3. Selecting a sequence:
    1. The Protein Tools button should already be selected; if it isn’t, then select it. In the window, select the SRS Multiple Database Search option. Finally, click the Perform Selected Operations button.

    2. In the Database window of the SRS Multiple Database Search Query Form, scroll down and select SWISSPROT, which, as the last part of its name suggests, is a protein database. (You can select more that one database to search by ho lding down on the Command key on the keyboard and selecting the other databases by clicking your mouse.) Before clicking the submit button, you must enter your search term in the query form below the submit button. Type in enolase. Click and hold o n the button that says All Fields; scroll down and release on Key Work. (Below the query form is a short description of how to conduct a search involving multiple terms.) Now click the Submit button.

    3. The RESULTS page indicates that we have matched 57 unique records. (The number of unique records may be larger for your search.) In the window containing the list of the 57 records, select swissprot: enoa_human – os homo sapiens (human). (You may have to use the scroll bar in the window until you see this entry.) This entry record contains the amino acid sequence for which we will base the rest of our search.

    Note the series of buttons at the bottom of the page that you can click to find out more information about the entry you have selected.

    Before we can search for records containing similar sequences, we must import to the workbench the entry we selected above. To do this, click the Import to Workbench button. You are now ready to begin search for proteins with similar amino acid sequences.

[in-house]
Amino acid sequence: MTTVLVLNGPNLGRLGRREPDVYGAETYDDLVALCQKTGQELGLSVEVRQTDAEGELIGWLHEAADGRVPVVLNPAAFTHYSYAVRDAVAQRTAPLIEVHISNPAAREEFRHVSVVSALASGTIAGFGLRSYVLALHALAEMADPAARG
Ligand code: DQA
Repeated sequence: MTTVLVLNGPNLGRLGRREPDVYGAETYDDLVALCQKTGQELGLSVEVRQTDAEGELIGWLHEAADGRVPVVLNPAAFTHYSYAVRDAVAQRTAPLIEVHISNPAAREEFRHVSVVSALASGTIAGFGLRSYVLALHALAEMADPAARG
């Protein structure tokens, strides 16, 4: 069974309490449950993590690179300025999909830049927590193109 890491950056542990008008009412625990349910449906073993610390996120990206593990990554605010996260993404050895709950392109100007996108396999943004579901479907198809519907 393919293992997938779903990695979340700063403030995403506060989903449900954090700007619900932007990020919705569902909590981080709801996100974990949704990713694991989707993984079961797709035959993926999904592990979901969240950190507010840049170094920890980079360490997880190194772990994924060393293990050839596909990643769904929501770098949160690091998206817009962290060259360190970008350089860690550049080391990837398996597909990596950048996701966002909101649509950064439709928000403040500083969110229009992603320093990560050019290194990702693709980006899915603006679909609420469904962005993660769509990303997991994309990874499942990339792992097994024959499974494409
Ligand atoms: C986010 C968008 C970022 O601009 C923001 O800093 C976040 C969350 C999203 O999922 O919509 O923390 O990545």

4. Searching for records with similar sequences:
    1. Click the box in front of the record you wish to search anchor your search.

    2. After scrolling down in the window, select BLASTP which enables us to compare our protein sequence (ps) to a protein sequence data base (ps db).

    3. Click the Perform Selected Operation button in order to launch the BLASTP application.

    4. You should now be in the BLASTP interface page. Note that our Selected Sequence(s) is OS HOMO SAPIENS (HUMAN). Now perform the following steps in order to complete our BLASTP search:

      1. In the Database Selection window, select SWISSPROT.

      2. Under the Input Parameters section of the page, click the box to Disable Gapped Alignment.

      3. Scroll down the BLASTP interface page until you reach the portion of the page labeled Output Parameters. Click on the Number of hits to display pop-up button and change the selection from 500 to 250.

      4. Now click the Submit button, which will now execute your BLASTP search.